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Unlocking the Potential: How to Improve Skills in Treating School-Age Children Who Stutter

Unlocking the Potential: How to Improve Skills in Treating School-Age Children Who Stutter

As a practitioner in the field of special education, staying informed about the latest research is crucial to providing the best possible care for students. The research article "Treatment Effectiveness for School Age Children Who Stutter" by Sarah M. Smits-Bandstra and William S. Yovetich offers valuable insights into effective treatment strategies for children who stutter. This blog will explore the key findings of the study and provide actionable steps to help practitioners improve their skills in treating school-age children who stutter.

Understanding the Research

The study utilized a single-participant design to assess treatment efficacy for five school-aged children who stutter. Three experimental participants received treatment, while two served as no-treatment comparison participants. Outcome measures included:

The results indicated that the experimental participants showed moderate improvements in fluency and speech attitudes compared to the no-treatment participants.

Key Findings

The study highlighted several important points:

Actionable Steps for Practitioners

Based on the findings of the study, here are some steps practitioners can take to improve their skills in treating school-age children who stutter:

1. Incorporate Cognitive Behavioral Therapy (CBT)

The study found that a combined cognitive behavioral therapy program was partially effective in alleviating both behavioral and attitudinal stuttering symptoms. Practitioners should consider incorporating CBT techniques such as self-monitoring, facilitating positive attitudes, and desensitization.

2. Focus on Attitude Change

Negative attitudes toward speaking can lead to relapse. Ensuring that therapy addresses these attitudes is crucial for long-term success. Tools like the Communication Attitude Test-Revised (CAT-R) can be useful in measuring and tracking changes in speech attitudes.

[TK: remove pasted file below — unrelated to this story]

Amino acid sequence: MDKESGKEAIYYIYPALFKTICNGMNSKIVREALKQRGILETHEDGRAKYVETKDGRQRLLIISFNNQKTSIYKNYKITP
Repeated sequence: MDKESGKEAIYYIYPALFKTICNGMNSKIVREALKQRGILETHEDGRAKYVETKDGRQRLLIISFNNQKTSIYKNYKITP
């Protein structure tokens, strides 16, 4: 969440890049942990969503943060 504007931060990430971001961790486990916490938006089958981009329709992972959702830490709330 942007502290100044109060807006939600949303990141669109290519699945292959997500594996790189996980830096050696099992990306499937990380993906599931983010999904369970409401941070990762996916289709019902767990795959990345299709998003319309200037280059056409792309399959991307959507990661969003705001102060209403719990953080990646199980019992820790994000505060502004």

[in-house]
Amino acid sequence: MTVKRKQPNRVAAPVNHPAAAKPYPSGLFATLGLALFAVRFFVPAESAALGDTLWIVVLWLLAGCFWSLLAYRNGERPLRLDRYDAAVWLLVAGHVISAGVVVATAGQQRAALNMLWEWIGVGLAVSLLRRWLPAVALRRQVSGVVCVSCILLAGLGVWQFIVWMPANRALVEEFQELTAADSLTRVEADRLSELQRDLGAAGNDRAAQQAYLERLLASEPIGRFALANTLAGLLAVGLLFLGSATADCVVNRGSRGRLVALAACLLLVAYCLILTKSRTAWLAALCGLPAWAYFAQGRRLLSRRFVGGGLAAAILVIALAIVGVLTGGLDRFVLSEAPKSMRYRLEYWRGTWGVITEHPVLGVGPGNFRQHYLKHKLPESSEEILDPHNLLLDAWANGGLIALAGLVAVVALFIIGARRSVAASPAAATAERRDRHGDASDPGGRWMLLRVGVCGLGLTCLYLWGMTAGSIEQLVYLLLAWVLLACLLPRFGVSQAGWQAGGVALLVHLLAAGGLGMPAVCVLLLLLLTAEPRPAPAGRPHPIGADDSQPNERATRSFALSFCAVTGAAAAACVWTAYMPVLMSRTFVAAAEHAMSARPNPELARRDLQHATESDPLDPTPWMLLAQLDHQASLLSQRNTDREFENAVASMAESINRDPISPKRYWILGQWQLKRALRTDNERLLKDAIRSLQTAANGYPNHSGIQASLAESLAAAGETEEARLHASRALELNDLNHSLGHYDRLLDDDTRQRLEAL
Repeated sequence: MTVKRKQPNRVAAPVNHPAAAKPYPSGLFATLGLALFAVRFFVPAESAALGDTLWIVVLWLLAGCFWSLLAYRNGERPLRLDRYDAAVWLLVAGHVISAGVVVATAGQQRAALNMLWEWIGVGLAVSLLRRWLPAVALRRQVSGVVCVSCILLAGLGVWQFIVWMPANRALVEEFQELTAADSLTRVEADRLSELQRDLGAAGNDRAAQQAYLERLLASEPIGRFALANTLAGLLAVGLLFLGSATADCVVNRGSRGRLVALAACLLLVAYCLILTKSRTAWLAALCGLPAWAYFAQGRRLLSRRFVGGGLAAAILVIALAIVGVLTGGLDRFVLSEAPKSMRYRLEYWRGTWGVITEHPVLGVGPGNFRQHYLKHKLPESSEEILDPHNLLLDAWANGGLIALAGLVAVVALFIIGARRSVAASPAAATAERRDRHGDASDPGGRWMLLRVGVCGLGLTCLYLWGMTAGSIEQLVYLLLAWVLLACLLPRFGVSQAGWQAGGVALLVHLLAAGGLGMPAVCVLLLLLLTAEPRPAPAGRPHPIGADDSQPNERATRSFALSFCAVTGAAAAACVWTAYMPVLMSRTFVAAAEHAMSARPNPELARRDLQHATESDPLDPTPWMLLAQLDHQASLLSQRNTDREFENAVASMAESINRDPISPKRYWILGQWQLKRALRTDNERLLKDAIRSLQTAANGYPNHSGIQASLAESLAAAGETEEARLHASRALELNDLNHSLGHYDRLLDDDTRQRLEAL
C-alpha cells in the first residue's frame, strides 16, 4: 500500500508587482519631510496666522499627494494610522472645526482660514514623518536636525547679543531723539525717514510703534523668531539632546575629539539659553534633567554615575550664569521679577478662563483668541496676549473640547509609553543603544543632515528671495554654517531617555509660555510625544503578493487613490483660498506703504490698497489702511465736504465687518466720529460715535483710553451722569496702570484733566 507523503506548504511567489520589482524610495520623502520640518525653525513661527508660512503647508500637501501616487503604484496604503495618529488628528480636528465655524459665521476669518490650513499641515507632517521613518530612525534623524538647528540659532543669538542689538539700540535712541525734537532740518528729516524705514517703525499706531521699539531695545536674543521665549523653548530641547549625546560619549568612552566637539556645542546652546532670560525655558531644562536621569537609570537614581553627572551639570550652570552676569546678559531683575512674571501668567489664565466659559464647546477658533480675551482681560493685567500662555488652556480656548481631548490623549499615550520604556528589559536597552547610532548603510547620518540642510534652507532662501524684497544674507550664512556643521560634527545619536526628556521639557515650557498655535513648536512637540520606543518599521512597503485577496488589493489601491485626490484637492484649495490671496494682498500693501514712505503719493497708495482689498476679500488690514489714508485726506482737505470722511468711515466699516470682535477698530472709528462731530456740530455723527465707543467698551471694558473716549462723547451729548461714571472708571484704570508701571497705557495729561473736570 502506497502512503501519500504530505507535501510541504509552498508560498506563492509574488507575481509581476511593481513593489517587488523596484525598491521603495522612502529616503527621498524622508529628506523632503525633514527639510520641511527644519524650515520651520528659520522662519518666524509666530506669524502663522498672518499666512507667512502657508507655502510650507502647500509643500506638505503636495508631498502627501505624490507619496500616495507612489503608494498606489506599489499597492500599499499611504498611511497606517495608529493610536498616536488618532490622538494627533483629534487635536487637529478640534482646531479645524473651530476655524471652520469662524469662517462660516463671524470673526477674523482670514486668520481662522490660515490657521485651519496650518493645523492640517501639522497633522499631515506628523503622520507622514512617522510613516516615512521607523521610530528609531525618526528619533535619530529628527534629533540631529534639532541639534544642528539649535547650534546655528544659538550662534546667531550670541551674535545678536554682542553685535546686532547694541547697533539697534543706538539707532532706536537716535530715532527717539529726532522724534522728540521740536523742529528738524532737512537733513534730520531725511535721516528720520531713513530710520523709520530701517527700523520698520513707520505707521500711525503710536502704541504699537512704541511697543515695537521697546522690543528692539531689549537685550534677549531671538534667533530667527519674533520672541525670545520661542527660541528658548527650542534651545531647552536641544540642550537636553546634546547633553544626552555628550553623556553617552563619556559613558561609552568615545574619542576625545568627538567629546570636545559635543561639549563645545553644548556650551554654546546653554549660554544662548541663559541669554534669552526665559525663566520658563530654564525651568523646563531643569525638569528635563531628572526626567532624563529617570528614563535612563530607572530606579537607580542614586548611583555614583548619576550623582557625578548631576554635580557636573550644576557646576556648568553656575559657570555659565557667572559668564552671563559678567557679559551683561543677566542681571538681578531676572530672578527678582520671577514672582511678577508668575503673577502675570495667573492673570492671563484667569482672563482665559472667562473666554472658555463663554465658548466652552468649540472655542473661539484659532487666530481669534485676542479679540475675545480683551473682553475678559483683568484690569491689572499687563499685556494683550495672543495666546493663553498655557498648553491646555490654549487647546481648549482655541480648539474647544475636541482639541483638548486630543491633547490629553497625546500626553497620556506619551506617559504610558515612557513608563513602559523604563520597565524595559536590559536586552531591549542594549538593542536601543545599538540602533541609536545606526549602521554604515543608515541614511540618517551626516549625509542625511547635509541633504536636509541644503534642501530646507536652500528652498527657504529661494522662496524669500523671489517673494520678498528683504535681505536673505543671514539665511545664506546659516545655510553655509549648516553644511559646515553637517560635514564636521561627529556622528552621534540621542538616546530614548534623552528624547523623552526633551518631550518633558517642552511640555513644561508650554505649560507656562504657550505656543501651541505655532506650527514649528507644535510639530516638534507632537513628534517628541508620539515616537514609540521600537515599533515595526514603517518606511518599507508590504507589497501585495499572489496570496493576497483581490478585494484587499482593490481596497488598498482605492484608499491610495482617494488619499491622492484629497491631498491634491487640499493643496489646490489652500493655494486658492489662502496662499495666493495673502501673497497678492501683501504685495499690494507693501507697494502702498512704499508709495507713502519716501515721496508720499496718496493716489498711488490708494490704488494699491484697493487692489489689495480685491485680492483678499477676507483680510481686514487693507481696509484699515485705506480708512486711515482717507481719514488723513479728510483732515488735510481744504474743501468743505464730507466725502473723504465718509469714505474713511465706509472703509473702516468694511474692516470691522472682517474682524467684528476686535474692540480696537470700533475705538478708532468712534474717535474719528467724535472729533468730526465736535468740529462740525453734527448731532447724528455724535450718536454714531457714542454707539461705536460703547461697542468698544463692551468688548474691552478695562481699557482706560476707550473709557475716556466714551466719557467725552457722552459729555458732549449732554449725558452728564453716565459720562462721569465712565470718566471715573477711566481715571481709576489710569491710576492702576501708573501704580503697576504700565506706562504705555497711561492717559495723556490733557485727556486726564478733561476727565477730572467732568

3. Provide Intensive or Semi-Intensive Programs

For children with severe stuttering, more intensive or semi-intensive programs may be necessary. The study suggests that programs with at least 100 hours of therapy are more likely to yield substantial gains.

4. Use Valid Outcome Measures

Incorporate a variety of valid and reliable outcome measures, such as percentage of disfluent speech time, words per minute, and percentage of words stuttered per minute. Parent interviews and visual analogue rating scales completed by naïve judges can also provide valuable insights.

5. Continue Professional Development

Stay updated with the latest research and best practices by attending conferences, webinars, and workshops. Networking with other professionals in the field can also provide valuable insights and support.

By implementing these strategies, practitioners can improve their skills and provide more effective treatment for school-age children who stutter. Continuous learning and adaptation of new techniques will ensure that we are offering the best possible support to our students.

To read the original research paper, please follow this link: Treatment Effectiveness for School Age Children Who Stutter.

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